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Library Volunteering: A Dynamic Service

By Edited Feb 29, 2016 2 4


If you are fortunate enough to respond to library volunteer opportunities, your life will be enriched greatly. It is one of those services that you as a volunteer will probably get more out of than you realize. The library staff and patrons will really be grateful for your work, and you can experience so many rewards.

Most libraries have an online presence via a website, where current events and library volunteer training is listed. If your chosen library doesn’t offer volunteer training you could speak with the director or assistant director and find out why, and suggest a program to begin. I know the one I volunteer at just offered their first training program in October, 2010, and I was lucky to notice it and show up. There was only 3 of us that trained, now there are 10 and growing. Libraries are suffering just like other institutions, and cut backs are certainly happening. I feel bad for those with hours cut and those laid off, but at the same time I am very happy to be a volunteer. I am not replacing those with cut back hours because a volunteer is only able to do certain duties, not those that a paid staff member can do.

Some Library Volunteer Duties
As a library volunteer I was given library volunteer guidelines in my initial training. First I had to fill out a library volunteer application form, and then I received an orientation of the building, intro to staff, and a review of the library volunteer policy.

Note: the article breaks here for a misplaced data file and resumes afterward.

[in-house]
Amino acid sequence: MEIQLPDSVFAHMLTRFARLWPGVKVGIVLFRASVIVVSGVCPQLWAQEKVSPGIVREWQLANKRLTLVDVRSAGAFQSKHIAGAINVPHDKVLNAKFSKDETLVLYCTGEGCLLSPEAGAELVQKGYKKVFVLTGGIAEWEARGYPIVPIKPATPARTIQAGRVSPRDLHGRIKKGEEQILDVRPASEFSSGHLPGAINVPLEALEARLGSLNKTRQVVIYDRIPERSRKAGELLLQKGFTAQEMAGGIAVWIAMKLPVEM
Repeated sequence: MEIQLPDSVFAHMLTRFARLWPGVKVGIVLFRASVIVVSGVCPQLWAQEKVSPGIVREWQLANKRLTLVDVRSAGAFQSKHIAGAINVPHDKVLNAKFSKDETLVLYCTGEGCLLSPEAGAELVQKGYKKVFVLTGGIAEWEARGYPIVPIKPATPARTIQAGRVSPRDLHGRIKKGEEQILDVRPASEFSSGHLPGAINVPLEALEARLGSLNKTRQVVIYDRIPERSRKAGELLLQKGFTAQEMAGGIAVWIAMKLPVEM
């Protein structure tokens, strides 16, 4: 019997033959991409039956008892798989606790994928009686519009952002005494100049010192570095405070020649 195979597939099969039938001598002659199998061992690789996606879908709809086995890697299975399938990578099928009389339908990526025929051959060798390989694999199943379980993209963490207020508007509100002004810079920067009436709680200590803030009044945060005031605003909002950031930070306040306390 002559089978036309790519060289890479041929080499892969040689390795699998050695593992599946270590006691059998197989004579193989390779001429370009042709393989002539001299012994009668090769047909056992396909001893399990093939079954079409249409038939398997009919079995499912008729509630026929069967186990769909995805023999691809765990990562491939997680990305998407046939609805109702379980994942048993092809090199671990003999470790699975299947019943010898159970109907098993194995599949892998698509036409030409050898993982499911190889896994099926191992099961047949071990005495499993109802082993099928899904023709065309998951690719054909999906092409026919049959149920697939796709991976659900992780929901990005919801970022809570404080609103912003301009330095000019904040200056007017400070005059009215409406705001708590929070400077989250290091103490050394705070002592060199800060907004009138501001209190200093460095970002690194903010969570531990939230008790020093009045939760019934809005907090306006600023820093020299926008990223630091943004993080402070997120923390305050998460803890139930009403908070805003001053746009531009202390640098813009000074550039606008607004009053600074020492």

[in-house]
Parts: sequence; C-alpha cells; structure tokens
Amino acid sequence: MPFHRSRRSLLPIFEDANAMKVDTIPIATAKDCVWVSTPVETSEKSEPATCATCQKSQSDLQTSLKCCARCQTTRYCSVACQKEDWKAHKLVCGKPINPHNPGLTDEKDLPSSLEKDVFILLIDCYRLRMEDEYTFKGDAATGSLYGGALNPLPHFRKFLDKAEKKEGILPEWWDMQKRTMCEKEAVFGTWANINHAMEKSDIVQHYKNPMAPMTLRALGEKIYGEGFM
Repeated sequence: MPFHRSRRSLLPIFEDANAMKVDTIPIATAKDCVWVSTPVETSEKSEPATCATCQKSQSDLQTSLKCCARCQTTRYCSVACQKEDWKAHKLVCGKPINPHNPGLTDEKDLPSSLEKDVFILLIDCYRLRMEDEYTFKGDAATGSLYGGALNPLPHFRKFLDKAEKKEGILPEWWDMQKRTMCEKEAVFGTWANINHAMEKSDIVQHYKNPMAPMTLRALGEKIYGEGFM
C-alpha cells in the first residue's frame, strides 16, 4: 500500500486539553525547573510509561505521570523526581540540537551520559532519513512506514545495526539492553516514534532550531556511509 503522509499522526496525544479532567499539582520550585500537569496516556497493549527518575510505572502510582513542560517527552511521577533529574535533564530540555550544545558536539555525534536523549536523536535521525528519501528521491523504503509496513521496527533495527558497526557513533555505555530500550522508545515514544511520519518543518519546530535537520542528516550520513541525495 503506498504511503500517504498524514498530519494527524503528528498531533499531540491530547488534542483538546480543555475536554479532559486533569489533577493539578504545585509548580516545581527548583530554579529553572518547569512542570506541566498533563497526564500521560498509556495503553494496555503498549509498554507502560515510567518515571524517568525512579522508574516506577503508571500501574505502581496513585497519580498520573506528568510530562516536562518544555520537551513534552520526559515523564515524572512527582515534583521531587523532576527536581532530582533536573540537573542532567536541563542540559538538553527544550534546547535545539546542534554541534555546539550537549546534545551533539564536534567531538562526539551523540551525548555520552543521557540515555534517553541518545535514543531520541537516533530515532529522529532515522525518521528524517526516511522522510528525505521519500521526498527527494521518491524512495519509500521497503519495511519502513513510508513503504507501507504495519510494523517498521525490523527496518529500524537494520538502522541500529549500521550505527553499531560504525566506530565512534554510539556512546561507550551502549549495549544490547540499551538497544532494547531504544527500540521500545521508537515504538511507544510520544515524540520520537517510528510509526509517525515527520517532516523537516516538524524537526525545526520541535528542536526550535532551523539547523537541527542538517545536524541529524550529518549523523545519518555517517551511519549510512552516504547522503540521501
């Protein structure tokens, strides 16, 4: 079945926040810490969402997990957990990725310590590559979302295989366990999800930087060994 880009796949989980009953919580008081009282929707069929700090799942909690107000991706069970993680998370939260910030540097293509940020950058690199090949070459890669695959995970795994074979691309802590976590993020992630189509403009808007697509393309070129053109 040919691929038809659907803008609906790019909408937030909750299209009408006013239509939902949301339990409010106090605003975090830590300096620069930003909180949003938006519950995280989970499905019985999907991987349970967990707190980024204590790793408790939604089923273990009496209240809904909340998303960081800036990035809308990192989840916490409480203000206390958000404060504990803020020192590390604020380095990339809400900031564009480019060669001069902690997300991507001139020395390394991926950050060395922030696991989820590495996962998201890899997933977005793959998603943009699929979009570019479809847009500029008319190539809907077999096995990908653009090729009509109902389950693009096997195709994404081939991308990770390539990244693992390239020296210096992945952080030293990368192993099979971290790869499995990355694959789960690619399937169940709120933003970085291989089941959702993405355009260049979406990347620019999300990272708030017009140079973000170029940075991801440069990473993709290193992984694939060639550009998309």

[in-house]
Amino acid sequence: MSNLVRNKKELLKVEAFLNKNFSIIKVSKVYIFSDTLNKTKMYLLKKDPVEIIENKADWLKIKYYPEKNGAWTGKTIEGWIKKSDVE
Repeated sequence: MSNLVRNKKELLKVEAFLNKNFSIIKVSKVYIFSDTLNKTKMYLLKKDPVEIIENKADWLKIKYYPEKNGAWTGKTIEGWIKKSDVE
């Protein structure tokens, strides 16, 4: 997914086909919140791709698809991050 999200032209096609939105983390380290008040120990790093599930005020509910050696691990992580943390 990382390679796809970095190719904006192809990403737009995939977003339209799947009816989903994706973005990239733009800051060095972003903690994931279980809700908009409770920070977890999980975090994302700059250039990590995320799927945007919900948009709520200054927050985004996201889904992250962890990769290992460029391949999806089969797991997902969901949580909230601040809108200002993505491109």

The main duty is to see that all materials are shelved in the adult area. All the following duties are for the adult area.

  • Check that the displayed item belongs on the corresponding shelf.
  • Make sure the book or other item belongs to the library you are volunteering at.
  • Check for it’s condition (falling apart, damaged in any way?).
  • Is the spine in good shape?
  • Remove any loose papers or objects in the books.
  • If the item on display contains a CD or booklet; check to see that the corresponding parts are there.

Fiction Books
All spine labels should have an “F” followed by the first 3 letters of the author’s last name. This can be tricky, so be aware when you find AND for instance. The last name could be Anderson, Andersen, Andres, etc. First read the authors last name and place the books in alphabetical order (Andersen would come before Anderson). Then if you have numerous titles from the same author (like Tony Hillerman) (HIL), the books need to be alphabetized by title. I always find that this takes some time when I am in the areas of voluminous writers, like Stephen King. It’s quite nice to discover just how popular writers are by shelving work. I can’t tell you how many authors I have discovered that I had no clue about, and I don’t consider myself literary challenged!

Non-Fiction Books

old fashioned books

Non-fiction books are categorized by the Dewey Decimal System beginning with 001 and ending with 999. Don’t let this frighten you, you don’t need to memorize it for volunteering. Here is a basic Dewey Decimal numbers description:
  1. 000 = Generalities
  2. 100 = Philosophy and Psychology
  3. 200 = Religion
  4. 300 = Social Sciences
  5. 400 = Language
  6. 500 = Natural Sciences and Mathematics
  7. 600 = Technology (applied sciences)
  8. 700 = The Arts
  9. 800 = Literature and Rhetoric
  10. 900 = Geography and History